This afternoon, Apple released a background update that accidentally blacklisted their own Ethernet kernel extension. These background updates are generally not user-facing. The system will perform a daily check for these updates and apply them without notification. Users whose systems installed the update, marked as com.apple.pkg.IncompatibleKextConfigData.14U2129 or Incompatible Kernel Extension Configuration Data 3.28.1, on reboot lost their Ethernet adapter’s functionality.
This is a result of Apple’s security processes working to disable kernel extensions Apple deems harmful. Also included in this update was the banishment of spyresoft’s Dockmod which somehow managed to get a kernel extension signed by Apple into production, in conflict with the security guidelines for OS X. This is a concern for a number of reasons, but that’s a matter for another day.
Fortunately, Apple realized their error in a short period of time, and pushed another Incompatible Kernel Extension Configuration Data update which removed the entry for the Ethernet Kernel Extension.
Are you concerned that you might be missing your Ethernet adapter? You can check. From a terminal, run
This will then reveal all the Incompatible Kernel Extension updates. Look for:
If you see both 14U2129 and 14U2130, you are up to date. If you only see 14U2129, you should run the following to get the update from Apple (likely over your Wi-Fi connection):
sudo softwareupdate --background-critical
This will update the background updates and apply them. You may need to reboot to enable the missing kernel extension.
Thanks as always to my fine colleagues Pepijn Bruienne, Rich Trouton, Allister Banks, Mike Lynn, and Ben Toms for contributing advice and code.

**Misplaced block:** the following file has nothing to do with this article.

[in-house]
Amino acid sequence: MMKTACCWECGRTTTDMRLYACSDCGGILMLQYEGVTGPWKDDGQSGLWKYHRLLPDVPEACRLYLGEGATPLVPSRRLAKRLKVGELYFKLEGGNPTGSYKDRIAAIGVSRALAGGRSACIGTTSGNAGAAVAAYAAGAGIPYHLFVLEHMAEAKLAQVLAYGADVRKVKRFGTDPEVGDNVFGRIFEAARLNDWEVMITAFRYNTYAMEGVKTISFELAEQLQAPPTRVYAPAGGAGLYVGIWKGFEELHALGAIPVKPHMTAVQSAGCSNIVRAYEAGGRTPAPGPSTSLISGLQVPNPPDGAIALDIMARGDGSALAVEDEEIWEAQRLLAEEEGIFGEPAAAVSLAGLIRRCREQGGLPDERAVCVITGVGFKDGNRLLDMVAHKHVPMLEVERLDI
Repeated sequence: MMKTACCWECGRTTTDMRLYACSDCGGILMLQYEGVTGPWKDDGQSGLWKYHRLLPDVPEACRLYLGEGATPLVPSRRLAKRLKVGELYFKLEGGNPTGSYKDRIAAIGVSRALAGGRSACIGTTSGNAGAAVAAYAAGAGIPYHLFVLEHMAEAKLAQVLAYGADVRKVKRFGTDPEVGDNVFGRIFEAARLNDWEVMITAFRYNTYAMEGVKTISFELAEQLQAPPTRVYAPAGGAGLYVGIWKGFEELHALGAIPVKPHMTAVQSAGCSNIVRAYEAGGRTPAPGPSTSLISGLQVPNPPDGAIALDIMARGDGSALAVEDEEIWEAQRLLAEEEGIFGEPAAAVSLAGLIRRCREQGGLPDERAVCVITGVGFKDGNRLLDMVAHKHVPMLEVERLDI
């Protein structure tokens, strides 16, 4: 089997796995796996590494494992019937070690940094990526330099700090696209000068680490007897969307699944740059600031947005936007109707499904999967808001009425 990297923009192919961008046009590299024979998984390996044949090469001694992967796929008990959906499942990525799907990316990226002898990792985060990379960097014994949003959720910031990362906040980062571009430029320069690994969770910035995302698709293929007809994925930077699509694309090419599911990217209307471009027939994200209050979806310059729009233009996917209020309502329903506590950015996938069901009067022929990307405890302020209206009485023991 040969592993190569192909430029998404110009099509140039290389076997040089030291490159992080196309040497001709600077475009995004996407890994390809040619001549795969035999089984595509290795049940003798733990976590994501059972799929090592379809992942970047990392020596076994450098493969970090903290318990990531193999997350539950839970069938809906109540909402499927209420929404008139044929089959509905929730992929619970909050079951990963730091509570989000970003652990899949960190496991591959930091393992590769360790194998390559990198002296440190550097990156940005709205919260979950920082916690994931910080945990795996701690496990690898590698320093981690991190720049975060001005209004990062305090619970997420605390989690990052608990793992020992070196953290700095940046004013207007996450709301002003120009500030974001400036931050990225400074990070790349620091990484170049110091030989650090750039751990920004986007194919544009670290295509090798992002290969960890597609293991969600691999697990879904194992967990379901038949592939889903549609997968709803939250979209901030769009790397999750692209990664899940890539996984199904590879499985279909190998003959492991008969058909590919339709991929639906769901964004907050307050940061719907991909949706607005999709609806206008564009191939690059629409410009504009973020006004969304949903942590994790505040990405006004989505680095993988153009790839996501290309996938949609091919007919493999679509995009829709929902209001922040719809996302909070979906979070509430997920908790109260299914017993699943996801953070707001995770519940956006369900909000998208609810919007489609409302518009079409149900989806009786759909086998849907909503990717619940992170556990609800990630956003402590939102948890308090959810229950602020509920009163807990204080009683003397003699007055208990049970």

Update: Via Patrick Fergus comes an important update: another way to check is to use System Profiler. Look in Software > Installations, “Incompatible Kernel Extension Configuration Data”,
14U2129 = bad,
14U2130 = good,
sudo softwareupdate --background-critical to update to the new version.
Update Two: Via Rich Trouton, a longer, more detailed examination of the issue. Still not sure how this one made it out of QA.
Update Three: Via many sources, Apple has provided a technote for those who were affected. In addition, Rosyna Keller has posited a reasonable theorem for why this happened: this was supposed to be released after the upcoming release of 10.11.4, which could contain a security patch for the Apple Ethernet Kernel Extensions that were blocked yesterday. Kernel Extensions are blocked based on name and version identifier. If the Kernel Extensions were revised upward – say, for a security release – then it’s very possible that this is the reason things were done.
What remains to be seen is why they released this change now as opposed to after 10.11.4 shipped and had been in the field for some time. Given the catastrophic affect on systems, though, it’s possible this was just an intern with a faulty commit button that wasn’t caught. Neither make me feel warm and fuzzy about the state of software coming from Apple.